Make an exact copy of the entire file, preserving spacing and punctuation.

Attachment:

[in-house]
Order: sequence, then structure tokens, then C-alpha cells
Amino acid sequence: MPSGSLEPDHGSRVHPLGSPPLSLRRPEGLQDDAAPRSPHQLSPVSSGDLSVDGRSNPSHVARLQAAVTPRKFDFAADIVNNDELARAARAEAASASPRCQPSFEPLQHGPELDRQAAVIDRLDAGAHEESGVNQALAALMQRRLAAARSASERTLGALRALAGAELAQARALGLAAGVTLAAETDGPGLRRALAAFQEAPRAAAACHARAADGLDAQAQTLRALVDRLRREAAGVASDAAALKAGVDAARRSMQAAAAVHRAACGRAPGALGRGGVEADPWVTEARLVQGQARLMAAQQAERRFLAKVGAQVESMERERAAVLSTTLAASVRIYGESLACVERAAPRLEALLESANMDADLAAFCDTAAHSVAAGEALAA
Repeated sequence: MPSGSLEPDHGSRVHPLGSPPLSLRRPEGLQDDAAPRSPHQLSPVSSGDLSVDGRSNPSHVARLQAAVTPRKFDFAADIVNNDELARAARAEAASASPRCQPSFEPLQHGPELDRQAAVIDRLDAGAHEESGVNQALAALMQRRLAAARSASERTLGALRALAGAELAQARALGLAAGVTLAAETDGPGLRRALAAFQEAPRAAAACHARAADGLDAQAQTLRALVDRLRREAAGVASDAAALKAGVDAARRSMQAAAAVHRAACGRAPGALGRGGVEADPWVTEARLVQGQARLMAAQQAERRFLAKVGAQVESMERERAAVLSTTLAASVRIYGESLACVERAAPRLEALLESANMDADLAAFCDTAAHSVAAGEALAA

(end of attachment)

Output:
[in-house]
Order: sequence, then structure tokens, then C-alpha cells
Amino acid sequence: MPSGSLEPDHGSRVHPLGSPPLSLRRPEGLQDDAAPRSPHQLSPVSSGDLSVDGRSNPSHVARLQAAVTPRKFDFAADIVNNDELARAARAEAASASPRCQPSFEPLQHGPELDRQAAVIDRLDAGAHEESGVNQALAALMQRRLAAARSASERTLGALRALAGAELAQARALGLAAGVTLAAETDGPGLRRALAAFQEAPRAAAACHARAADGLDAQAQTLRALVDRLRREAAGVASDAAALKAGVDAARRSMQAAAAVHRAACGRAPGALGRGGVEADPWVTEARLVQGQARLMAAQQAERRFLAKVGAQVESMERERAAVLSTTLAASVRIYGESLACVERAAPRLEALLESANMDADLAAFCDTAAHSVAAGEALAA
Repeated sequence: MPSGSLEPDHGSRVHPLGSPPLSLRRPEGLQDDAAPRSPHQLSPVSSGDLSVDGRSNPSHVARLQAAVTPRKFDFAADIVNNDELARAARAEAASASPRCQPSFEPLQHGPELDRQAAVIDRLDAGAHEESGVNQALAALMQRRLAAARSASERTLGALRALAGAELAQARALGLAAGVTLAAETDGPGLRRALAAFQEAPRAAAACHARAADGLDAQAQTLRALVDRLRREAAGVASDAAALKAGVDAARRSMQAAAAVHRAACGRAPGALGRGGVEADPWVTEARLVQGQARLMAAQQAERRFLAKVGAQVESMERERAAVLSTTLAASVRIYGESLACVERAAPRLEALLESANMDADLAAFCDTAAHSVAAGEALAA